Meanwhile, I’ve been working hard on the figurative side of representational art.  Some nude, some clothed, some full figure, some portrait.  I am happier with the the painted ones, but I’ll start you off with the drawings –selected drawings.  Some of them are disappointing and I don’t want the world to see how uninspired I can be.  Here’s my favorite:

Map of the Back

Map of the Back

Graphite, charcoal pencil and charcoal on drawing paper–not an ideal combination.  I was feeling my way with the media.  But I like the result moderately well.  The next pose was a standing one, with the model’s head silhouetted against the bright window.  Hard to see well enough to represent.  I tried, but am sparing you the result.  We (the Saturday Life Group which meets at the NH Institute of Art) are now drawing in a studio with side windows, instead of the studio with the overhead skylight.  I prefer the side light, but it’s hard to take when it’s in  your face.

Grumpy takes a cup of tea

Grumpy takes a cup of tea

“Grumpy” because he prefers to pose in the nude plus he can’t really enjoy that tea while posing.  We promise not to make him keep his clothes on again.

Dennis in his clothes

Dennis in his clothes

It was cold in the studio that day, so we had to let Dennis stay dressed.  He was happy about that.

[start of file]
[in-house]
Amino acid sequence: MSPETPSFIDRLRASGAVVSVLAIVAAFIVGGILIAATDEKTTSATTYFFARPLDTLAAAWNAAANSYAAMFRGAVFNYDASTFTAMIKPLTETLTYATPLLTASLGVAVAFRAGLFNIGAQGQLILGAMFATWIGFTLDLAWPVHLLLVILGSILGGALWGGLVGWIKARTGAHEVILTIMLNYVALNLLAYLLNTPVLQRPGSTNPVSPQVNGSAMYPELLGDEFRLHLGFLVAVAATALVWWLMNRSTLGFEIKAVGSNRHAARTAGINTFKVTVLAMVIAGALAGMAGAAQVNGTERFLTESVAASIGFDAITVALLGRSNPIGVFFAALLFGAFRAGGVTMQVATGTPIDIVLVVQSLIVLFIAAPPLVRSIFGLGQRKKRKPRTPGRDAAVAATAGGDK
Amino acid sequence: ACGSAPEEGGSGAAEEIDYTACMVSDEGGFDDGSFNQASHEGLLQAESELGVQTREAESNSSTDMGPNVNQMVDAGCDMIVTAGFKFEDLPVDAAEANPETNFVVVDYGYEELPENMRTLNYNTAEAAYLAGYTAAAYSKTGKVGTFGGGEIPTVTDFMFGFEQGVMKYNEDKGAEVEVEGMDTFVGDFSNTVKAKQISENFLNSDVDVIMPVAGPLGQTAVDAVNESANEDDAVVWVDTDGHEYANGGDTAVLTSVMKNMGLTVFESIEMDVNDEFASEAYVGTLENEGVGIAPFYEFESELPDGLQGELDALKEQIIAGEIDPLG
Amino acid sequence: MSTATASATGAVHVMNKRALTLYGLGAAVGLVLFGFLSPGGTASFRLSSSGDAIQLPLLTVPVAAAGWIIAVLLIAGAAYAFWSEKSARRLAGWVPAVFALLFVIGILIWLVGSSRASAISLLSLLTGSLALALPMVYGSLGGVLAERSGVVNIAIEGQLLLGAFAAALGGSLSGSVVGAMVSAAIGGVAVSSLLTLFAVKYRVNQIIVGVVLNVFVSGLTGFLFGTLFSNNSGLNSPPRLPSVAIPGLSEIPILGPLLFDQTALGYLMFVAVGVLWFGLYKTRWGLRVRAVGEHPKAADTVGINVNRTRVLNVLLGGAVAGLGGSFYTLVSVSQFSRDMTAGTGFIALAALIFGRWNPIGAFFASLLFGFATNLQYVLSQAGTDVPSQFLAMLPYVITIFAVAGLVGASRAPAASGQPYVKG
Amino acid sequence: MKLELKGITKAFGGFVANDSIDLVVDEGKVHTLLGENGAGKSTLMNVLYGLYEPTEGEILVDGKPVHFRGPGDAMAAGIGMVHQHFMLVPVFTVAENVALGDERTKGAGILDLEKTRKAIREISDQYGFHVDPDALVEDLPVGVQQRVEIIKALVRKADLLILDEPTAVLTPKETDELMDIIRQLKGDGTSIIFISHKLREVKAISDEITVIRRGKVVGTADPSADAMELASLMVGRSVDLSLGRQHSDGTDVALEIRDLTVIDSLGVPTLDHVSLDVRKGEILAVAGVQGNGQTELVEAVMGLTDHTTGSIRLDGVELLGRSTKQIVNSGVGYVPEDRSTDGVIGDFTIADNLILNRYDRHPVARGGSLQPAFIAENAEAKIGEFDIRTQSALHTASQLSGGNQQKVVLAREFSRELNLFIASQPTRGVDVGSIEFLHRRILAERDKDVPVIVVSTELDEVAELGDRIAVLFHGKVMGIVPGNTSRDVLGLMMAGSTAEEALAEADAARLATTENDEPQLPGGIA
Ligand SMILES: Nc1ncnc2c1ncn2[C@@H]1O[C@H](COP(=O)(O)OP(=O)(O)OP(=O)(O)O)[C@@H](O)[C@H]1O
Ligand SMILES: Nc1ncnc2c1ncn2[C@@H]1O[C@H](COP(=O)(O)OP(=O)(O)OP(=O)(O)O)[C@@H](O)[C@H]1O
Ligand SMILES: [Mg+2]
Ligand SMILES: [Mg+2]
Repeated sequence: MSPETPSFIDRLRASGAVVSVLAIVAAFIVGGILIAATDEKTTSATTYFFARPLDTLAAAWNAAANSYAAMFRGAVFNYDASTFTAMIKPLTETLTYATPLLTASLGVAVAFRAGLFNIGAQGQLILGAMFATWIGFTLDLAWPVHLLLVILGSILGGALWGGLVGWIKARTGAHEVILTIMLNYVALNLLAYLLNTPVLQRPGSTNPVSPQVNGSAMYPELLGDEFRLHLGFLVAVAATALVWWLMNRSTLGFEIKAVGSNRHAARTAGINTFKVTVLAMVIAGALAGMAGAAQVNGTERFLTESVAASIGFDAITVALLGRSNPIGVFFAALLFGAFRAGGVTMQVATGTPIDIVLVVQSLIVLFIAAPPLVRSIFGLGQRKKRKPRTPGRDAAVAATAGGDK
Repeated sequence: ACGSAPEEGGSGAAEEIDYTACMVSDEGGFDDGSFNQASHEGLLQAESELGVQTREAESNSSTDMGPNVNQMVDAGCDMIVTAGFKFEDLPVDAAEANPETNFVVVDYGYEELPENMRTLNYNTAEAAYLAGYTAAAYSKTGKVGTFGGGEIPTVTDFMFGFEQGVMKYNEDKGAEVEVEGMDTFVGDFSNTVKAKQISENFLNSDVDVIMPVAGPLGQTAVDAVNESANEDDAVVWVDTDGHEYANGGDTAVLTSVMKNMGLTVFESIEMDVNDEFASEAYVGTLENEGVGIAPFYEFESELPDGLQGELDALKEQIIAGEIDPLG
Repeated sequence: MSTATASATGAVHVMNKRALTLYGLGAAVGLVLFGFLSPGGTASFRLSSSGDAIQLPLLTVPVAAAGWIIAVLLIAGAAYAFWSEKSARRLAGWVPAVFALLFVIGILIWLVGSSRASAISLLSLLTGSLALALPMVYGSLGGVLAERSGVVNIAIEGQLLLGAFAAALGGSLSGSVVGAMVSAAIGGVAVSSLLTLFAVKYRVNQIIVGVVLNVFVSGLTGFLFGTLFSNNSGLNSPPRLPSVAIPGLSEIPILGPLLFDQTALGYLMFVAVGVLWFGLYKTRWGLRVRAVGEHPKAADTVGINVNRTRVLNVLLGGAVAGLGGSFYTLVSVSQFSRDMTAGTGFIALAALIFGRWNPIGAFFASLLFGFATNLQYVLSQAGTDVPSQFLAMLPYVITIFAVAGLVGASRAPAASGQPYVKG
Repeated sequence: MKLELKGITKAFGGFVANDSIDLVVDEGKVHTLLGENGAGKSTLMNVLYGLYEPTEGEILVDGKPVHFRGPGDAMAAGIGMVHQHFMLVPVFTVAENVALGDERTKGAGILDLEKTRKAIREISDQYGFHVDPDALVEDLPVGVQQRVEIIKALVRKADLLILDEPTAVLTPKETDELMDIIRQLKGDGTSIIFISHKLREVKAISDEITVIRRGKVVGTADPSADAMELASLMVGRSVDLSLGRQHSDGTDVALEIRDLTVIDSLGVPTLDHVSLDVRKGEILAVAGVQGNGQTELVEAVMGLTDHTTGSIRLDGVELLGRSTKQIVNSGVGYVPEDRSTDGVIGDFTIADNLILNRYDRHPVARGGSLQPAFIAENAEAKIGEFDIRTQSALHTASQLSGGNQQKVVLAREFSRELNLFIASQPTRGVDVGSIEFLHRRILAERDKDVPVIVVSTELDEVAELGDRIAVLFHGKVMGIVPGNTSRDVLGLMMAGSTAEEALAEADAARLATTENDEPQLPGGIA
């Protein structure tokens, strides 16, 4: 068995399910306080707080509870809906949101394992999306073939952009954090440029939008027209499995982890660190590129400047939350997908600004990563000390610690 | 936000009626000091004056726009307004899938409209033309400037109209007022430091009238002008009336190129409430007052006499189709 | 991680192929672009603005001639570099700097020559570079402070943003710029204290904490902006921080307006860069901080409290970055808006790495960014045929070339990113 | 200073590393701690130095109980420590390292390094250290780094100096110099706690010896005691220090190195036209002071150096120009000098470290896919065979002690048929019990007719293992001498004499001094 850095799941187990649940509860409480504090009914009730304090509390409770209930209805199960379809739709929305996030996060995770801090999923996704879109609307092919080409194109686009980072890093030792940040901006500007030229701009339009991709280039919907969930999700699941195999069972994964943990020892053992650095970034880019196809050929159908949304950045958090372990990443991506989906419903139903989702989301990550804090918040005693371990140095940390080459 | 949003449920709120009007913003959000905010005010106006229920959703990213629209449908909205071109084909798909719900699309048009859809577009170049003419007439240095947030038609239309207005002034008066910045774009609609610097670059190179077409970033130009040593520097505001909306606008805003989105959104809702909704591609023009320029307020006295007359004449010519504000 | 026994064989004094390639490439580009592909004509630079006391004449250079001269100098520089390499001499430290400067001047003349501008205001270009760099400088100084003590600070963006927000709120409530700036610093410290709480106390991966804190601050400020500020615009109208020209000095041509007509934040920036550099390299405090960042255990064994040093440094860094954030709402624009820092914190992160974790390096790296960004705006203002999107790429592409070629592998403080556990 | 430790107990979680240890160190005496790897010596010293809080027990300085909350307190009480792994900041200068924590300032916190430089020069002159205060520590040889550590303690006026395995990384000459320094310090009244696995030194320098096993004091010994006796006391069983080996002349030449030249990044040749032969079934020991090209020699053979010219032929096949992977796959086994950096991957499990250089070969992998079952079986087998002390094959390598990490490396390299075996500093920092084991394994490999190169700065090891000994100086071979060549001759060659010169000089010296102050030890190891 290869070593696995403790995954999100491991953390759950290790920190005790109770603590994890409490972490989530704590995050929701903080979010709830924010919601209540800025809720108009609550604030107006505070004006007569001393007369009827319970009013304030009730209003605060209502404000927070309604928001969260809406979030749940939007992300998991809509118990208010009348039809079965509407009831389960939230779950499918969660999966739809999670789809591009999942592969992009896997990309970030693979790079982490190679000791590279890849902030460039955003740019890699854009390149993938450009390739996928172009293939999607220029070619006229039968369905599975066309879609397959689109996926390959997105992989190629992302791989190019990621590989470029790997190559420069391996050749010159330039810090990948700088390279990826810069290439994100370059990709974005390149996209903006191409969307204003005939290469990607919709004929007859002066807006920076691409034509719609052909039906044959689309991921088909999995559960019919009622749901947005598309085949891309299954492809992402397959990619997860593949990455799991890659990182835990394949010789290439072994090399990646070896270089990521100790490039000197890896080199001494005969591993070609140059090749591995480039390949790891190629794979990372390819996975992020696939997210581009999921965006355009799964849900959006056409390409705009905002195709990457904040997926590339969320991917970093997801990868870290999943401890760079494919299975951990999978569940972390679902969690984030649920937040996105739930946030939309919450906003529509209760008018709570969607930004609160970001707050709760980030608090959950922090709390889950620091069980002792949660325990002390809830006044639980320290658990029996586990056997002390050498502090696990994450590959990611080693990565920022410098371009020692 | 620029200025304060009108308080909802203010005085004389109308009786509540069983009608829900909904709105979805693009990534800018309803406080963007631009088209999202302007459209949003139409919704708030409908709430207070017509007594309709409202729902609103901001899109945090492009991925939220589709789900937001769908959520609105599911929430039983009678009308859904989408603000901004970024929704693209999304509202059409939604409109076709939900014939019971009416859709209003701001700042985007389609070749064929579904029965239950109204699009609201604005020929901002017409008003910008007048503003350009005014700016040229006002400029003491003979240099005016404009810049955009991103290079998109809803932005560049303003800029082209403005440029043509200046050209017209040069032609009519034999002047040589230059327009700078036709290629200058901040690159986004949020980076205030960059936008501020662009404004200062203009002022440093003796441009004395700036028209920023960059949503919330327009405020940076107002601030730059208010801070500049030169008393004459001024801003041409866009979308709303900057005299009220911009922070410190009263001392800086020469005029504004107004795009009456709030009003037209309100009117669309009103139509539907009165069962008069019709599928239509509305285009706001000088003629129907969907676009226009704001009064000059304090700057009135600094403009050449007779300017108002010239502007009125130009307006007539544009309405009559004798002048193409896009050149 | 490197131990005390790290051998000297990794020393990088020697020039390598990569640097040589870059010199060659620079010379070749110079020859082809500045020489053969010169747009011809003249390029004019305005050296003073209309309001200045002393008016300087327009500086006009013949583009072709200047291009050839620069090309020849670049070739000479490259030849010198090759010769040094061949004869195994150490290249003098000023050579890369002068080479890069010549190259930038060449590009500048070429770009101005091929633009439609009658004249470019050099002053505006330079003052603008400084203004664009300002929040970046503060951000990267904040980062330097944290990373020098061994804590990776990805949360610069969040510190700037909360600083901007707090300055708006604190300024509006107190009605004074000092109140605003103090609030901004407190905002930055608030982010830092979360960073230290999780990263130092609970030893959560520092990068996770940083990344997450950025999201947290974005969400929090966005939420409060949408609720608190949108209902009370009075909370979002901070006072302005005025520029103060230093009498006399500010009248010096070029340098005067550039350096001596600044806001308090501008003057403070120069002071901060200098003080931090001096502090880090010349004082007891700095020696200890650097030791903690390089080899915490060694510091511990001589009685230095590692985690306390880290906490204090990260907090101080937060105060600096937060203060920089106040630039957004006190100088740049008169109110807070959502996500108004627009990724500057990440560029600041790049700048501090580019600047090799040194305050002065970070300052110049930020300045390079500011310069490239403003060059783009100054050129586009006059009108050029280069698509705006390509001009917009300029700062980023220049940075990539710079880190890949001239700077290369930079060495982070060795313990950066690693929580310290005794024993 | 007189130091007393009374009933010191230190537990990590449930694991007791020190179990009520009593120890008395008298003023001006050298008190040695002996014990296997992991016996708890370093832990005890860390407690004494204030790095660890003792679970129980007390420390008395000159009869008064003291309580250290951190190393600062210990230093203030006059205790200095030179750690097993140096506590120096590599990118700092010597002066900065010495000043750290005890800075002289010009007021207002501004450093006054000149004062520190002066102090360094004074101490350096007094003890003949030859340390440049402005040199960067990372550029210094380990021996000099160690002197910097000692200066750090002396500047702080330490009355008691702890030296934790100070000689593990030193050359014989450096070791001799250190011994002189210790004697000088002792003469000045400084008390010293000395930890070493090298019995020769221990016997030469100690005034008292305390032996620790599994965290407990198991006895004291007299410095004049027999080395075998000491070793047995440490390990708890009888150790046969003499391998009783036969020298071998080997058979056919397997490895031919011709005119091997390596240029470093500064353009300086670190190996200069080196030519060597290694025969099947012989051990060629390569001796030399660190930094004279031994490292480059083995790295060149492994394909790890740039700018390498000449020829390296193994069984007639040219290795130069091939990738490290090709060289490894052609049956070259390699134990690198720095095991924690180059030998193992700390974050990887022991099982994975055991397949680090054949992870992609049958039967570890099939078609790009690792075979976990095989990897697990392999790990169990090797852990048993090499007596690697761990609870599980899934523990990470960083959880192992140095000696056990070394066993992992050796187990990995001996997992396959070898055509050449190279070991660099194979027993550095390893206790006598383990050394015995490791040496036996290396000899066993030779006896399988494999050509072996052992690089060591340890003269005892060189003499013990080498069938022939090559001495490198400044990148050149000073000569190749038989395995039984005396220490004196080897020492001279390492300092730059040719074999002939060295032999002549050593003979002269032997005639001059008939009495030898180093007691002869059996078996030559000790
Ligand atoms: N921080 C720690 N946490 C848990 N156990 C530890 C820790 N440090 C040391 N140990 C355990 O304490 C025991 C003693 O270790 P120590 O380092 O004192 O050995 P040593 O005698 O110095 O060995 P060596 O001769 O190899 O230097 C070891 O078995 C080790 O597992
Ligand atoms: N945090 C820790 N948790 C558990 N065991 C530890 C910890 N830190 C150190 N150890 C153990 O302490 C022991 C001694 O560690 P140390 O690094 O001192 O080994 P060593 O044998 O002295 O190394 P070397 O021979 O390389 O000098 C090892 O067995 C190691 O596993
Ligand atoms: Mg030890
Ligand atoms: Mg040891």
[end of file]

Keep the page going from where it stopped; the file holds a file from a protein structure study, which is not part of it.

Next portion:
Map of a different back

Map of a different back

Mike is a new to us, relocated here temporarily from California.  He’s a real pro, when it comes to modeling–comfortable and inventive with his props, like the pole and the “stool” he was sitting on.  For the next pose, I chose to draw a portrait of him:

Portrait of Mike D.

Portrait of Mike D.

At last, we’ve reached the paintings!  There are two of them, both painted in the workshop studio behind East Colony Fine Art’s gallery.  The challenge again is the lighting, but not from windows–either there’s too much fluorescent overhead, or you can’t see what you are doing.  We are wising up and bringing task lights that clip on easels, or hang around artists’  necks.

Leaning against the wall

Leaning against the wall

Challenging circulation

Challenging circulation

Well, that’s a stupid name for a painting.  Sigh.  Yes.  Do you know how hard it is to distinguish one nude (painting) from another by its title?  So many nudes, so many standing, so many sitting, so many reclining.  Then you try identifying by the color of the drape.  So many blues, so many reds, so many yellows, etc., etc.  The major distinguishing feature of the last painting was the fact that Margaret’s leg kept falling asleep.   Of course it did–what else could we have expected?  But that became my idea for a title.